Ben knows he’s the only one who can stop the Bureau from murdering Rider, but he’s soon struggling with another reason to chase the enigmatic fugitive.

ISBN: 9781632161710

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Reviewer: Tams

Review: A very interesting story set in the 1930’s when the FBI was making a name for themselves by bringing in the mobsters and putting a stop to gangs like Bonnie and Clyde. Benedict Fouts is an up and coming agent that longs to add one name in particular to his list of accomplishments, William Henry Rider.

Agent Fouts seems to always be one step behind the bank robber extraordinaire, but he is determined to bring Rider in. When Rider learns exactly who it is chasing him, he issues a challenge, one that Fouts puts entirely too much thought into.

While Fouts is chasing Rider from state to state in hopes of nailing him (pun intended), he learns that the bank robber doesn’t kill, he tries not to hurt anyone and he burns deeds for poorer people so they won’t lose their home or land. It would seem that Rider is actually somewhat of a modern-day Robin Hood.

But somewhere along the way, the lines between what Fouts needs to do and what he wants to do get blurred, and the two become lovers. With the entire force of the FBI after Rider, not much caring if he is dead or alive when they find him, Fouts has to think fast on his feet if he is to save Rider and his heart.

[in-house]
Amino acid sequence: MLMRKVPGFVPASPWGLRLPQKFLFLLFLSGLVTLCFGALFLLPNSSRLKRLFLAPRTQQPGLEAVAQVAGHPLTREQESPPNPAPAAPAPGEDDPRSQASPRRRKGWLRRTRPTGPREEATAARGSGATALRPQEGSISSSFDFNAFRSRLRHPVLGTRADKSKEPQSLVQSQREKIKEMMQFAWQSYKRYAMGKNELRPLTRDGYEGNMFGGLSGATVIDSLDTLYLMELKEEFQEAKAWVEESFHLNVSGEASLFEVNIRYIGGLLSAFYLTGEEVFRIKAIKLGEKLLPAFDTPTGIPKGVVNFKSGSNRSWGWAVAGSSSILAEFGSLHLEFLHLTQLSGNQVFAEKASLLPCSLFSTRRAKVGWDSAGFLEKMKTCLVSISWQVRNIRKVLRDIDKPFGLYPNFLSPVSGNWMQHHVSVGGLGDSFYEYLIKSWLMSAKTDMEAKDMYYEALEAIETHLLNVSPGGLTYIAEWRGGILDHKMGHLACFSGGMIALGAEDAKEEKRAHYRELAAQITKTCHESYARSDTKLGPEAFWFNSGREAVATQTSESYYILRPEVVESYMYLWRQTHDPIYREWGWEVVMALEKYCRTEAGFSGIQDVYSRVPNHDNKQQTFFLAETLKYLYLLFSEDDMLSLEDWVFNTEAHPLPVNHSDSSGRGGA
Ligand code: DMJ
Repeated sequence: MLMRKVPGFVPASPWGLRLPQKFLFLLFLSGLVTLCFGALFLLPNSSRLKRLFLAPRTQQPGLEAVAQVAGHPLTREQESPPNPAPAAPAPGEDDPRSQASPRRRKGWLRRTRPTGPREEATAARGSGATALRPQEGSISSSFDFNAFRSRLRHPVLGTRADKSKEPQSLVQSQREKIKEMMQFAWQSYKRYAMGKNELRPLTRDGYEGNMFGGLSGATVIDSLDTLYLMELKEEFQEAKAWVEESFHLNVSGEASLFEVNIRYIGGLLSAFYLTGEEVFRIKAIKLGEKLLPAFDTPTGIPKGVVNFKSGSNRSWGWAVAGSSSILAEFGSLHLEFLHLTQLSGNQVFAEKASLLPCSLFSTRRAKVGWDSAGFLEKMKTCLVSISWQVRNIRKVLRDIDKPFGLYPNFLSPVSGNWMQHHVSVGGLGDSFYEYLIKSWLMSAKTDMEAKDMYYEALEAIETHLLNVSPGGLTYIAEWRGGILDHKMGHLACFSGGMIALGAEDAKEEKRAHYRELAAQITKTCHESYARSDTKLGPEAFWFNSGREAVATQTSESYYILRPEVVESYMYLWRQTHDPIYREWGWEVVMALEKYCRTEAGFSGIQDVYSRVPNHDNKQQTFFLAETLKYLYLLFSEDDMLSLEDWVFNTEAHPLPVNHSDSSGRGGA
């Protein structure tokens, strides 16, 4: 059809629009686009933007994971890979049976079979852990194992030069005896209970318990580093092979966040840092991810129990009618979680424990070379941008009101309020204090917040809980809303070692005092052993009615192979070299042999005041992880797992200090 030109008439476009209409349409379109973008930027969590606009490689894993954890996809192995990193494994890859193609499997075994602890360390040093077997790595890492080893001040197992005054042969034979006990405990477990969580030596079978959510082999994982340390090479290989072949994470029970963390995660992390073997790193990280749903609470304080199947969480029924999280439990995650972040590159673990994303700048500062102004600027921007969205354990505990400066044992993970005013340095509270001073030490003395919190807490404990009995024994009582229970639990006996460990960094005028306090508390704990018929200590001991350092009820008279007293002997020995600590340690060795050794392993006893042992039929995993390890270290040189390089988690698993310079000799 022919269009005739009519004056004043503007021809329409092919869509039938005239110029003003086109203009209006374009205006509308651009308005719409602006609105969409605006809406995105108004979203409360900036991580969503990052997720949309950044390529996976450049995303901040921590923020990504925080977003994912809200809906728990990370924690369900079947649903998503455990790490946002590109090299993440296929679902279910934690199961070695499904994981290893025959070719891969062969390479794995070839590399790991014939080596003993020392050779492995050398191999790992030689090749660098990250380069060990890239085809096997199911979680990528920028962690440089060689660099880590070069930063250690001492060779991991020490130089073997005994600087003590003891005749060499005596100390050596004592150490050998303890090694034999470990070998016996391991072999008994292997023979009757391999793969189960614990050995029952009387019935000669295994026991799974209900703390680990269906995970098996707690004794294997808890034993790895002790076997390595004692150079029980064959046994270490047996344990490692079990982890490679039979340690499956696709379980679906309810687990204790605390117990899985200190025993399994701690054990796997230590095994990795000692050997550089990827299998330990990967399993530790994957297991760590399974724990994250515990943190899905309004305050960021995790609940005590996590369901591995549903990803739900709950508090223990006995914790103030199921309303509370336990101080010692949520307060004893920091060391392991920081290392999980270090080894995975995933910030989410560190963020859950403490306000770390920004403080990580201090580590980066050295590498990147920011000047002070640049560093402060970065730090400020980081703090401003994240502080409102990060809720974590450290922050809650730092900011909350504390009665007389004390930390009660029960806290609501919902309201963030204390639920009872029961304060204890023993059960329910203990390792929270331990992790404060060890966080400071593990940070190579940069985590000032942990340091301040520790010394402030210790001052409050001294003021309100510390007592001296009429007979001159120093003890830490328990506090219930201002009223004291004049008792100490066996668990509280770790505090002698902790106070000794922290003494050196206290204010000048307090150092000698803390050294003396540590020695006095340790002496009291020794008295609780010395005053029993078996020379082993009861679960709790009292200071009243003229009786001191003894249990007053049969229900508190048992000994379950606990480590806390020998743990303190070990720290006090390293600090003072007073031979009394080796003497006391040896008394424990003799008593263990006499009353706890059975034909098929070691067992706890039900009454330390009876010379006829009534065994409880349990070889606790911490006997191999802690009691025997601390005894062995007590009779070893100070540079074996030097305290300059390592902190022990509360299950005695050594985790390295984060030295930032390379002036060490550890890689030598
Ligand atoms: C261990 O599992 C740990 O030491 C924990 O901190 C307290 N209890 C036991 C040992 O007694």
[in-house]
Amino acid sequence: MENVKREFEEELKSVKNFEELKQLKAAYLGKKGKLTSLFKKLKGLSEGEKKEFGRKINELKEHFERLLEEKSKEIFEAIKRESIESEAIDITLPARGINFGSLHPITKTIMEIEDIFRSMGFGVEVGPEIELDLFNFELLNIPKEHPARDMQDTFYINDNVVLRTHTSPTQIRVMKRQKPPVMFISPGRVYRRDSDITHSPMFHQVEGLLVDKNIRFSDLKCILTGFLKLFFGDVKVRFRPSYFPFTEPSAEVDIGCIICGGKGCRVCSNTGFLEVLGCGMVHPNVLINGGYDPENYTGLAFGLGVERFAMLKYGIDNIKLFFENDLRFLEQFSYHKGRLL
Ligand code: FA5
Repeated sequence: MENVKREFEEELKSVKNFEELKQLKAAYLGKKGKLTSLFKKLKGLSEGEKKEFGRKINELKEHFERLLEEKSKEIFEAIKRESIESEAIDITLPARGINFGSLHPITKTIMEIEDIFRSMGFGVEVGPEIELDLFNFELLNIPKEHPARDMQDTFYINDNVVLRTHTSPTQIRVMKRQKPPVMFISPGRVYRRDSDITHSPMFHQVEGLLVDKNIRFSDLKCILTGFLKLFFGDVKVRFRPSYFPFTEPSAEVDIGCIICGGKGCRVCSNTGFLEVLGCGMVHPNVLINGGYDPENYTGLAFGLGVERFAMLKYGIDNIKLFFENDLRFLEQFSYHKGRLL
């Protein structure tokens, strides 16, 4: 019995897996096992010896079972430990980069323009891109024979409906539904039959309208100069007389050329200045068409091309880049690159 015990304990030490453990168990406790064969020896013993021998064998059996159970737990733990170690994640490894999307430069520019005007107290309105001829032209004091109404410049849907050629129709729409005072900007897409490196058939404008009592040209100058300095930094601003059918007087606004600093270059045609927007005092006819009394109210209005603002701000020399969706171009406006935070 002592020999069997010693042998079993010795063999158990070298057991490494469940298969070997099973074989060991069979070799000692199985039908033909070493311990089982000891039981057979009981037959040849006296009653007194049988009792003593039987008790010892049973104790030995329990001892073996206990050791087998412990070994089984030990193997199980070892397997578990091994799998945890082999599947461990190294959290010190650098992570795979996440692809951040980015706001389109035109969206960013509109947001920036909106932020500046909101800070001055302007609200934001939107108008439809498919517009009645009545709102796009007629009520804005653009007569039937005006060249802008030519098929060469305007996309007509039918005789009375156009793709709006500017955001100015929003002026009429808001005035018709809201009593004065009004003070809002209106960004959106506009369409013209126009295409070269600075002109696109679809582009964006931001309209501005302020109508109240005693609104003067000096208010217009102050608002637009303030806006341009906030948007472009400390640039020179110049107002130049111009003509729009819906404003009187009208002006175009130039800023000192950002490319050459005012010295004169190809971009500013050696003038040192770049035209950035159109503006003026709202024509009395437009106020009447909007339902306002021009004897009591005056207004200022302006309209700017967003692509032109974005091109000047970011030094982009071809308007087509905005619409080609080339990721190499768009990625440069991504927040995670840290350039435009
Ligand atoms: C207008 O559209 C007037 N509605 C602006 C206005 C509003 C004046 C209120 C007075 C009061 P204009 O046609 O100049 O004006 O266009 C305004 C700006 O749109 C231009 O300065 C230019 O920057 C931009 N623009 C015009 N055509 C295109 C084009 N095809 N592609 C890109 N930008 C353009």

Short, Sexy, and Steamy, that is what this book was. Fans of prohibition era stories like Bonnie and Clyde, The Untouchables and Boardwalk Empire are going to love this story of the upstanding FBI agent that falls for his mark. Cook delivered a very entertaining story full of suspense, intrigue and some juicy twists.

The story was weighed down a few times briefly when Fouts thoughts would be overly descriptive, but overall I really enjoyed the game of cat and mouse Fouts and Rider played throughout. Definitely recommend this read, especially if you are looking for something fun, and quick.

* I received a copy of this book in exchange for an honest review through *

The Winter Dark by J.S. Cook

WinterDark[The]LGTitle: The Winter Dark
Series: N/A
Author: J.S. Cook
Genre: Romantic Suspense
Length: Novella (104 pages)
Publisher: Dreamspinner Press (September 10th, 2014)
Heat Level: Moderate
Heart Rating: ♥♥♥3Hearts
Blurb: Veteran police chief Eli Gallagher doesn’t ask for much, but he does insist that his officers uphold the “serve” part of “serve and protect.” Conscientious young Deputy Stan Leach takes Eli’s motto to heart, maintaining a high standard of personal accountability.